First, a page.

Mrs. Devereux and Mrs. Laye lunched with me at Sylvain's yesterday. "So you've started your carriage again?" I said to Mrs. Devereux. "Yes," she said, "I couldn't do without it. Hang expense." They had both had the good taste to have read my new book and to enjoy it thoroughly. They really have a profound sympathy with each other, these sisters. And I like to have them side by side and to sit opposite to them.
For more on Mrs. Devereux see 'Back to work'
Mrs. Devereux said that she was at a dinner party the other night at which were also W. S. Gilbert and Douglas Straight. Straight was talking about peculiarities of memory, loss of it, etc. He said that he could remember incidents from when he was in Naples at the age of two. But if he was asked where he dined last week he couldn't remember. "No, " said Gilbert. "And if you could, probably you wouldn't be able to tell us."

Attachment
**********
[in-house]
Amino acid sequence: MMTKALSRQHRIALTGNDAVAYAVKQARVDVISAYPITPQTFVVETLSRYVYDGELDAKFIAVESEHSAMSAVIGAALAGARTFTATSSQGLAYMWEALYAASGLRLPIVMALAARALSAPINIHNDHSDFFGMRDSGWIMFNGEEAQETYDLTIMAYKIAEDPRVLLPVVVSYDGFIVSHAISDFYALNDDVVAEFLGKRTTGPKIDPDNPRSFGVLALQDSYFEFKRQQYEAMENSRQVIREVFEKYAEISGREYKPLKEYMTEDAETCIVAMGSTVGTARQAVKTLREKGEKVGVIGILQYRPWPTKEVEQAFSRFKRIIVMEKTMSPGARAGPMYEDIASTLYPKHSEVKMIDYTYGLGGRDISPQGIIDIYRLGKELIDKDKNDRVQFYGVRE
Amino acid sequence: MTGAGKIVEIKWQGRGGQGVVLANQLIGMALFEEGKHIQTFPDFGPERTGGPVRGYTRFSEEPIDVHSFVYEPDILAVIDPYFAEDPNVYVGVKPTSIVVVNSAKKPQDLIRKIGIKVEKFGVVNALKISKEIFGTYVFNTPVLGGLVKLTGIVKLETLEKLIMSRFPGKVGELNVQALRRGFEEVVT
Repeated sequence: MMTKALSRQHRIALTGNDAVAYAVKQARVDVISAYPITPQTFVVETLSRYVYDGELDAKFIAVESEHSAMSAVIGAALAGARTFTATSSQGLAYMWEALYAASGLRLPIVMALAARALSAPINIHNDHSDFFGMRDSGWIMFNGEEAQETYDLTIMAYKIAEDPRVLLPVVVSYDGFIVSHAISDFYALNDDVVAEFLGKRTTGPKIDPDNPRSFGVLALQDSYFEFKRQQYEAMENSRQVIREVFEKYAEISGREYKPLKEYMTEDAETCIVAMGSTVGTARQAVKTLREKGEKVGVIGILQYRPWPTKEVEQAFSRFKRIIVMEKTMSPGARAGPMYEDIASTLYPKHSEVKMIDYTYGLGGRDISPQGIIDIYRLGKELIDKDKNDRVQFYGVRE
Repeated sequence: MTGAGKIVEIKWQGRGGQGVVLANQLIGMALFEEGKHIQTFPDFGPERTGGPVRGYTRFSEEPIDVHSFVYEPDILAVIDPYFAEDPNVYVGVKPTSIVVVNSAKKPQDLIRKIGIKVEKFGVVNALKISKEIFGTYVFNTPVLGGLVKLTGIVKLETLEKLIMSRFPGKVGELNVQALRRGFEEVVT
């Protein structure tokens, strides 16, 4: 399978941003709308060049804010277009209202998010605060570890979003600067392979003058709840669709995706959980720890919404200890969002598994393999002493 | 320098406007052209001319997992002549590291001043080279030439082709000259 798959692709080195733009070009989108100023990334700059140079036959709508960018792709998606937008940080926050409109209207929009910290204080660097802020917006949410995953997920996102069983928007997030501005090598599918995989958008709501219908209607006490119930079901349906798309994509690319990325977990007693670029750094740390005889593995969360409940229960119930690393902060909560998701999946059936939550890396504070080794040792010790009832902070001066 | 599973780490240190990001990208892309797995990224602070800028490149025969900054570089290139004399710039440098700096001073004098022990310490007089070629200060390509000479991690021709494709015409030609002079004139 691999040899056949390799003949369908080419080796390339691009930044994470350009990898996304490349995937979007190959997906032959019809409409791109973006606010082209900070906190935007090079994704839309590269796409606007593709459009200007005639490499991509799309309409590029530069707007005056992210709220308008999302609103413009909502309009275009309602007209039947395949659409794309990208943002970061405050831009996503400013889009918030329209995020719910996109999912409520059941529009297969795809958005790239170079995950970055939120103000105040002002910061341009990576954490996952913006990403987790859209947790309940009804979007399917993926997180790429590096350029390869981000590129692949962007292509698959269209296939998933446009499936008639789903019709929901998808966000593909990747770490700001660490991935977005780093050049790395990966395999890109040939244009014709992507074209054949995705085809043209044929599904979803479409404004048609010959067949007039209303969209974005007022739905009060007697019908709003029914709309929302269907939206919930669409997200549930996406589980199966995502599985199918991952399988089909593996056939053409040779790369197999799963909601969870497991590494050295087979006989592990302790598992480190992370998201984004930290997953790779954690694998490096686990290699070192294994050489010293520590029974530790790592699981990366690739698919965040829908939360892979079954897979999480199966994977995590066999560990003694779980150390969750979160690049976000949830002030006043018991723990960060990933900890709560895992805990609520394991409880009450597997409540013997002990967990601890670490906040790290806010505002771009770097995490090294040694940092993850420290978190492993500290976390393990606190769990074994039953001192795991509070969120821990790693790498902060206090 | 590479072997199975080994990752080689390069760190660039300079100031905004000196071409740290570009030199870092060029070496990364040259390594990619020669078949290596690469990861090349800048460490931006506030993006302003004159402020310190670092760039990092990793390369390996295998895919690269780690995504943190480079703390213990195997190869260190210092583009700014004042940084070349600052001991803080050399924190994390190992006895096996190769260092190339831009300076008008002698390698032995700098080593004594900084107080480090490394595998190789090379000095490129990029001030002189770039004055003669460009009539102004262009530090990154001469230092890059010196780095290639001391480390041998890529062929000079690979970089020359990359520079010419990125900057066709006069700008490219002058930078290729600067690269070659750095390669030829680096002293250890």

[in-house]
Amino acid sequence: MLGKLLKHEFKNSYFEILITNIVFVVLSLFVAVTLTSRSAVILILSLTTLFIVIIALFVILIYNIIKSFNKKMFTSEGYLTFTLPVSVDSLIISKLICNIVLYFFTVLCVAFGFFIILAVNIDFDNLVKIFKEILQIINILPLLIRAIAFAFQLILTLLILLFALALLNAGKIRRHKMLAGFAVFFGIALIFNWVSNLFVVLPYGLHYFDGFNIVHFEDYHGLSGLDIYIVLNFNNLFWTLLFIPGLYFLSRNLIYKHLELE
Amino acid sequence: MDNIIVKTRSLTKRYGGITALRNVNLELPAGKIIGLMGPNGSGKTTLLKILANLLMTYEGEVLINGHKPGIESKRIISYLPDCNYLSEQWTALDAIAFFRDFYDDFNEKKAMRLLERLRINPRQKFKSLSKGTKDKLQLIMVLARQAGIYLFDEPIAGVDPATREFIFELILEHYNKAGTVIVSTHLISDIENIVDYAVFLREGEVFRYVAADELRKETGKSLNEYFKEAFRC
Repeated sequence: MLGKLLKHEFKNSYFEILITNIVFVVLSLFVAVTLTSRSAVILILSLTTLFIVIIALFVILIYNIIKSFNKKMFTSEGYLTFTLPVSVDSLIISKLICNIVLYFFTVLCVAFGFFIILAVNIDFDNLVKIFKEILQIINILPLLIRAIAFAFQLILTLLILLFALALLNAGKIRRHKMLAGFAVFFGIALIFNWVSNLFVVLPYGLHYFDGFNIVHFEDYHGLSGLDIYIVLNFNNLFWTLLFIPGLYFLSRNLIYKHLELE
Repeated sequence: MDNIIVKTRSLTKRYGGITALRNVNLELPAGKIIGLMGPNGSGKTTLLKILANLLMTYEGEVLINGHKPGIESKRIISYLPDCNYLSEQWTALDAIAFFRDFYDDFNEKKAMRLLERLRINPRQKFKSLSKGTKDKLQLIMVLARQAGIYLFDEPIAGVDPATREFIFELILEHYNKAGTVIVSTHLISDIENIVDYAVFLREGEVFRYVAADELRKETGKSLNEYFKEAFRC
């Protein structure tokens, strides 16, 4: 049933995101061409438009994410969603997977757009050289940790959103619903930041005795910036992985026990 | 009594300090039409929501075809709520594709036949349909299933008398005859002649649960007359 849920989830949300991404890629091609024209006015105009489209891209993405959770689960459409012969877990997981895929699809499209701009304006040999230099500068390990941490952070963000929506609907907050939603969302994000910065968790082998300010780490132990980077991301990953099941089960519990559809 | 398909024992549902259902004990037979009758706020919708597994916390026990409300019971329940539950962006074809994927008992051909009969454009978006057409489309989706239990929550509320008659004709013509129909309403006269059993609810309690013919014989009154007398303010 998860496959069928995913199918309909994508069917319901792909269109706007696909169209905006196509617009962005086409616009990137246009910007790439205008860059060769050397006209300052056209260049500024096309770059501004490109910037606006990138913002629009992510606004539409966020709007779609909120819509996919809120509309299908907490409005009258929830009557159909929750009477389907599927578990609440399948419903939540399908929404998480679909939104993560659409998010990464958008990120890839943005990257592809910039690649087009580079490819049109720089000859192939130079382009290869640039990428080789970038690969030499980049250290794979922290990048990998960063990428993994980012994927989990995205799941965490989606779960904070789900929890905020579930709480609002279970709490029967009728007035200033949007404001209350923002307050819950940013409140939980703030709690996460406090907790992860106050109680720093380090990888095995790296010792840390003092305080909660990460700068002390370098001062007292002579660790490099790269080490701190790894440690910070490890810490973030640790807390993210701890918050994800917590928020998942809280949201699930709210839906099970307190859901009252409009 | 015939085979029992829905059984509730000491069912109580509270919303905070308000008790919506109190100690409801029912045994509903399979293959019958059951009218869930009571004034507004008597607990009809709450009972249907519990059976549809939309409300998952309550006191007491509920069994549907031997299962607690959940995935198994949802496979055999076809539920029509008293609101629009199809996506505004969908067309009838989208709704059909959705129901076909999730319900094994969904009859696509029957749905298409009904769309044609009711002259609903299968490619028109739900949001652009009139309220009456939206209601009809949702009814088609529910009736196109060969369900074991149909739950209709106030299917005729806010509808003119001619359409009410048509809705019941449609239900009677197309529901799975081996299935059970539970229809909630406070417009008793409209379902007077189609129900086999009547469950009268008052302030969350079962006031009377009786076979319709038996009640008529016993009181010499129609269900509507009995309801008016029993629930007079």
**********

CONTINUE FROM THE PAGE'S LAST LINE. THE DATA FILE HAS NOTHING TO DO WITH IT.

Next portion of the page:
Mrs. Laye maintained (not apropos of the above) that men didn't like being made fun of whereas women didn't mind; she said she had been astonished at some men. She told a good thing of a very old man on his dying bed giving advice to a youngster: "I've had a long life, and it's been a merry one. Take my advice. Make love to every pretty woman you meet. And remember, if you get 5 per cent on you outlay, it's a good return."
Afterwards we went to the Exposition des Primitifs. I enjoyed it much more than I did the first time, partly because it really is good, and partly because Mrs. Devereux, who is fearfully keen on primitivism, pointed out qualities to me. By the way I knew she would be keen on Anglada's decadence at the Salon, and she is.
When they left me I went down to my Empire furniture shop in the Boul. Raspail and bought a book case, a fire screen, a suspensoir, and two chairs, which I am eagerly expecting tomorrow.